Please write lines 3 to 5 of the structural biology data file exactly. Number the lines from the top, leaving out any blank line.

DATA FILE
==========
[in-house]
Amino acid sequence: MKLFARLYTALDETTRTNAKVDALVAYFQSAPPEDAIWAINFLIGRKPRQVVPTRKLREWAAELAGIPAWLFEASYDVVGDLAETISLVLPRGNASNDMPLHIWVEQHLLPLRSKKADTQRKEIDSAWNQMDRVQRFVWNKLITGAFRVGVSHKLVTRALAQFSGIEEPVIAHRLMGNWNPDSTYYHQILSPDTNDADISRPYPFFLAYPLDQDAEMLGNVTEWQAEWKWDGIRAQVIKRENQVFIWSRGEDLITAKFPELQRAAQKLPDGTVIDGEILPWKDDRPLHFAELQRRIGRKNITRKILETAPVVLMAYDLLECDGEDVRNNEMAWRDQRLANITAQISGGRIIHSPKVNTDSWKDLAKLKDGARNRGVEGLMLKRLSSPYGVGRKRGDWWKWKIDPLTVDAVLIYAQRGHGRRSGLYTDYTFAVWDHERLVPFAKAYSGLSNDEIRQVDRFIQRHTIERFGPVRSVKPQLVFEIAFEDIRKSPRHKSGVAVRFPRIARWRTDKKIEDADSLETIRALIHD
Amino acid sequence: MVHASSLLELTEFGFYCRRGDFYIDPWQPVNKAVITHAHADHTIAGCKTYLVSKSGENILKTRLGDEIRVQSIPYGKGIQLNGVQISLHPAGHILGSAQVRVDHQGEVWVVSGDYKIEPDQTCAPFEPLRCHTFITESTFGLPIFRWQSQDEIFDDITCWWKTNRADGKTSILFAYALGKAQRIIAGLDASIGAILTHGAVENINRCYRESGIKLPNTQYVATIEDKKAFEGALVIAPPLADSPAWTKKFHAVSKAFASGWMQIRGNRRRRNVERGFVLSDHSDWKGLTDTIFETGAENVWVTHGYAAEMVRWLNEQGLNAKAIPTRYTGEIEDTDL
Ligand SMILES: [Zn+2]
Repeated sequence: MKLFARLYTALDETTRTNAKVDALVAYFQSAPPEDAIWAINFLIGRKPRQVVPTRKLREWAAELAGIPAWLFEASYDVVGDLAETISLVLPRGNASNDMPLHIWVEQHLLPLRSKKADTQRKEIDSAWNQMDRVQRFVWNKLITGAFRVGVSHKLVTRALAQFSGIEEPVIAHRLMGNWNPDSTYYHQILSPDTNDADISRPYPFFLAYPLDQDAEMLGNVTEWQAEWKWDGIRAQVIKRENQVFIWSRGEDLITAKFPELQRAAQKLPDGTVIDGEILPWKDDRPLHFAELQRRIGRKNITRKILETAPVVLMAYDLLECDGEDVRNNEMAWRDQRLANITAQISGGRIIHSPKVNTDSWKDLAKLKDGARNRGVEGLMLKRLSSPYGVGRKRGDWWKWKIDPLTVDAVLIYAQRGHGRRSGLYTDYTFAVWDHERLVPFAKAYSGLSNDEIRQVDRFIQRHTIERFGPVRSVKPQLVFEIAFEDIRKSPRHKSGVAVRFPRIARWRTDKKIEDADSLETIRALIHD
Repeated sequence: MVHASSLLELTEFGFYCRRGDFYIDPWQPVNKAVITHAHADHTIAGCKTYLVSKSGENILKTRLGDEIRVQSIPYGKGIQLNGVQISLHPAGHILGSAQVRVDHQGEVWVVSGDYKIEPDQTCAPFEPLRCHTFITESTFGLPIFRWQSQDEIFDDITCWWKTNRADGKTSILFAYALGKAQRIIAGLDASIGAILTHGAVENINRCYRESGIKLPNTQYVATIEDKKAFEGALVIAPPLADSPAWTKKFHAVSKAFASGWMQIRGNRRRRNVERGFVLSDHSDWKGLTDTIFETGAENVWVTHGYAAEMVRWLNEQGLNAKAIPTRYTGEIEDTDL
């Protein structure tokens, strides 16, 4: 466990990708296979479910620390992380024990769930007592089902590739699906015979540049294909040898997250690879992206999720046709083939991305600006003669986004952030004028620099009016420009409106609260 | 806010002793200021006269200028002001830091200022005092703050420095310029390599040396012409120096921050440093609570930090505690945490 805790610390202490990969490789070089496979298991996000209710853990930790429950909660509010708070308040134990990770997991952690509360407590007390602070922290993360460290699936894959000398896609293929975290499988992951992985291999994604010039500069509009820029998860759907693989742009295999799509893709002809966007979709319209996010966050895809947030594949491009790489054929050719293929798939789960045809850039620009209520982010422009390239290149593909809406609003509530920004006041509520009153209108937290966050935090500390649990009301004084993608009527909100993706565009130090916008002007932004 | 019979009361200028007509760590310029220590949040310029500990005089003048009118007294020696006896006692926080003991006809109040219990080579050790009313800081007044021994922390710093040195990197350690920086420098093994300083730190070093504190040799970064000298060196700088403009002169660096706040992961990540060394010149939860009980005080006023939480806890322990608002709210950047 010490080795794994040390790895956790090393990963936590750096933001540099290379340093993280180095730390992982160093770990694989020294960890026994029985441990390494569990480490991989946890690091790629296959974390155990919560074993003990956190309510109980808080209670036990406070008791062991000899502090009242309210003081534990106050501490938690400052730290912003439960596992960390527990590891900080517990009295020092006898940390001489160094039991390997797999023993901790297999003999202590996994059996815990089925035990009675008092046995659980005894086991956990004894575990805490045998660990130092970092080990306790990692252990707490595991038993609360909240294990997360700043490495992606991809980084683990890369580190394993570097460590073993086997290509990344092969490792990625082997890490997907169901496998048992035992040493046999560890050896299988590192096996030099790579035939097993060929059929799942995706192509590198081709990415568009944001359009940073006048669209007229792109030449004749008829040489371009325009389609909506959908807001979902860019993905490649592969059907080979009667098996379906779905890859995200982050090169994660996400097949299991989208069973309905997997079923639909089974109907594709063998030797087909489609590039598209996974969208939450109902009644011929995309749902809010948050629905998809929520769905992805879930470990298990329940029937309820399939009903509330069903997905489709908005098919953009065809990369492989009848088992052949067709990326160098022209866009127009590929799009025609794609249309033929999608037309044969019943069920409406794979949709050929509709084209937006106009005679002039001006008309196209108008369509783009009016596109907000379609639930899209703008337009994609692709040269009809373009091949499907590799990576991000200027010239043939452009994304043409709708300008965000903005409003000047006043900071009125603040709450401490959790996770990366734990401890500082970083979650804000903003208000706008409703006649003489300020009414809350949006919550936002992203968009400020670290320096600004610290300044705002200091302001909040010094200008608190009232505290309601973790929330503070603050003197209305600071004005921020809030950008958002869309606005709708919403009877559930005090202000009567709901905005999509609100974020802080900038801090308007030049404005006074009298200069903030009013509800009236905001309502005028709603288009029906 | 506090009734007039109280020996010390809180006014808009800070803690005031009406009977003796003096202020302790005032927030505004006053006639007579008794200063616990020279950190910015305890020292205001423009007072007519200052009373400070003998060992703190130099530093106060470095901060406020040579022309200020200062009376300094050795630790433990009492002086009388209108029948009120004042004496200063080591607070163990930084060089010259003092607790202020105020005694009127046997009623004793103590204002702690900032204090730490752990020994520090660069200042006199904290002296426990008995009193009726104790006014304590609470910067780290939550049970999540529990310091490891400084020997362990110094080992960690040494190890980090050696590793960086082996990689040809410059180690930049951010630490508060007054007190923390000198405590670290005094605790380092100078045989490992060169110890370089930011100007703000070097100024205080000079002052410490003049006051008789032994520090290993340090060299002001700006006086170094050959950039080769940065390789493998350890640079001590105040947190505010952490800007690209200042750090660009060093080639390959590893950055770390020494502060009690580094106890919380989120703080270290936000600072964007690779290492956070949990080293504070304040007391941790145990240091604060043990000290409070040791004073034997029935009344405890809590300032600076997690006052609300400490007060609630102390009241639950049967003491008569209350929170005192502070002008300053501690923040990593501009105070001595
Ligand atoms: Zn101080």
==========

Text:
Amino acid sequence: MVHASSLLELTEFGFYCRRGDFYIDPWQPVNKAVITHAHADHTIAGCKTYLVSKSGENILKTRLGDEIRVQSIPYGKGIQLNGVQISLHPAGHILGSAQVRVDHQGEVWVVSGDYKIEPDQTCAPFEPLRCHTFITESTFGLPIFRWQSQDEIFDDITCWWKTNRADGKTSILFAYALGKAQRIIAGLDASIGAILTHGAVENINRCYRESGIKLPNTQYVATIEDKKAFEGALVIAPPLADSPAWTKKFHAVSKAFASGWMQIRGNRRRRNVERGFVLSDHSDWKGLTDTIFETGAENVWVTHGYAAEMVRWLNEQGLNAKAIPTRYTGEIEDTDL
Ligand SMILES: [Zn+2]
Repeated sequence: MKLFARLYTALDETTRTNAKVDALVAYFQSAPPEDAIWAINFLIGRKPRQVVPTRKLREWAAELAGIPAWLFEASYDVVGDLAETISLVLPRGNASNDMPLHIWVEQHLLPLRSKKADTQRKEIDSAWNQMDRVQRFVWNKLITGAFRVGVSHKLVTRALAQFSGIEEPVIAHRLMGNWNPDSTYYHQILSPDTNDADISRPYPFFLAYPLDQDAEMLGNVTEWQAEWKWDGIRAQVIKRENQVFIWSRGEDLITAKFPELQRAAQKLPDGTVIDGEILPWKDDRPLHFAELQRRIGRKNITRKILETAPVVLMAYDLLECDGEDVRNNEMAWRDQRLANITAQISGGRIIHSPKVNTDSWKDLAKLKDGARNRGVEGLMLKRLSSPYGVGRKRGDWWKWKIDPLTVDAVLIYAQRGHGRRSGLYTDYTFAVWDHERLVPFAKAYSGLSNDEIRQVDRFIQRHTIERFGPVRSVKPQLVFEIAFEDIRKSPRHKSGVAVRFPRIARWRTDKKIEDADSLETIRALIHD